As a consequence, the right-leaning voters that originally plumped for the 5-Star Movement have shifted to Salvini, and the left-wing voters the party siphoned from elsewhere are moving back towards other parties, and here the Movement seriously risks going under. For as long the centre-left Partito Democratico (Democratic Party or PD for short) was embroiled in a poisonous debate on its future leadership, left-wing voters didn’t have viable alternatives except a constellation of small parties whose small size ( polling at often less than 2% at the national level) means their ability to campaign at the national level is limited. The being said, the PD has finally elected a new leader, Nicola Zingaretti, and in doing so has started the process of moving the party beyond the image of its former leader Matteo Renzi, which arguably ruined its chances at the last election. Although the party and its centre-left partners are still lagging behind the centre-right to right-wing groupings Matteo Salvini is able to convene at the regional level, it has started to slowly regain lost ground, coming second in all the recent regional elections. In fact, recent polls have seen it regain parity and even slightly overtake the 5-Star Movement.
At a crossroads
Now the 5-Star Movement finds itself in a difficult situation, but it has very few choices going forward. It can no longer go on the anti-establishment rhetoric and the claim to break from business as usual. Both in terms of the policies they ultimately endorsed, their sycophancy vis-à-vis Salvini and the League, as well as the numerous scandals involving its MPs, the Movement has very comfortably mainstreamed itself into establishment politics, continuing with business as usual in wonderfully comical and hypocritical style. Now, it needs to define its policy positions clearly. Pretending to have no ideological orientation will no longer do, nor will tagging along with the party with which it finds itself governing with. Additionally, the party’s discontented former members are gradually finding their own dimension and making their disillusionment with the Movement’s hypocrisy and lack of transparency crystal clear. Notably, Federico Pizzarotti, who was elected the 5-Star Movement mayor of Parma in 2012, left the party in 2016 due to conflicts with the hierarchy, and has since continued to govern Parma as an independent, taking most of the Movement’s councillors in Parma with him. He has since founded his own political party, Italia in Comune (Italy in Common), which positions itself as a progressive centre-left party, and is running in the European Parliament elections in coalition with Emma Bonino’s Più Europa party.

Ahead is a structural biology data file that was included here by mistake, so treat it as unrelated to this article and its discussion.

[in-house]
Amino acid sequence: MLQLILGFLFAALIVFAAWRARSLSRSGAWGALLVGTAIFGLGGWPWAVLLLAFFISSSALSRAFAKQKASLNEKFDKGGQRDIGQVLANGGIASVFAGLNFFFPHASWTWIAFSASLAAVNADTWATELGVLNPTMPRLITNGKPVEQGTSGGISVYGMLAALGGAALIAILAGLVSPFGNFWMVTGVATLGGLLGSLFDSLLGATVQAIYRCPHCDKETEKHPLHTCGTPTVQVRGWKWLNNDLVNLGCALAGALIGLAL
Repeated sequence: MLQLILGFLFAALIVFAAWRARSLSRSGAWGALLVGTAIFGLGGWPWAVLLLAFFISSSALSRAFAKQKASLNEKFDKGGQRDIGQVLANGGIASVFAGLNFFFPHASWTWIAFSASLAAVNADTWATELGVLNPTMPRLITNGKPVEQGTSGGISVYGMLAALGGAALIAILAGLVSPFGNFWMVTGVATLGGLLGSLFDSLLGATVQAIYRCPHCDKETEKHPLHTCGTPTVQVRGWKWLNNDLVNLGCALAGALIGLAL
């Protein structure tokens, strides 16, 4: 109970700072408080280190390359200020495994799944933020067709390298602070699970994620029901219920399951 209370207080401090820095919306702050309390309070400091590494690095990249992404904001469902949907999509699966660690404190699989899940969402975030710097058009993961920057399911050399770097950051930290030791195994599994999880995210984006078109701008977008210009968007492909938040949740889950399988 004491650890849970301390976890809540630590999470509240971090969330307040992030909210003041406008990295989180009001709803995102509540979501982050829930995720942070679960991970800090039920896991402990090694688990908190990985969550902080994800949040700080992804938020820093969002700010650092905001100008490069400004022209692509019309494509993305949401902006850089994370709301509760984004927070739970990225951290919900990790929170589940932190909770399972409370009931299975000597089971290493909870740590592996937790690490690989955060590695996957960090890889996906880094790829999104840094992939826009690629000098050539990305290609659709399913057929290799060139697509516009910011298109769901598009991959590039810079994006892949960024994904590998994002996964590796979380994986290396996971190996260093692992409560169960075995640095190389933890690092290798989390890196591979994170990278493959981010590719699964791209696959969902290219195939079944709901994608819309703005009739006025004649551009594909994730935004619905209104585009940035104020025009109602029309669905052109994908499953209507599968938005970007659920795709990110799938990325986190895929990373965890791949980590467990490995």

As a clear manifestation of disillusionment with the party, it could easily lead to more figures acting as a coalescing agent for such discontent, and given the high rate of defection from the party at all levels of governance, the Movement could bleed further. As usual, it’s easy to work in opposition and attack all that is done in government, but one must expect clear alternatives, not just rhetoric and ridiculous promises. The Movement’s honeymoon period was always going to be short, having won votes mainly out of public frustration rather than concrete support, and now they risk disintegrating further. Their leaders have demonstrated just how unscrupulous they are, and rather than demonstrate a modicum of bravery and give the party a sense of direction, my bet is that they will jump at the possibility of hitching themselves personally to stronger party, and in doing so conserve their personal position and power. Even if the Movement and its more positive ideals will soon collapse under the weight of its leaders’ lies, these same leaders will continue to win votes and conserve their privileges, thanks to chicanery and blind loyalty.
The buffoonery is now on the way out, the poison is here to stay.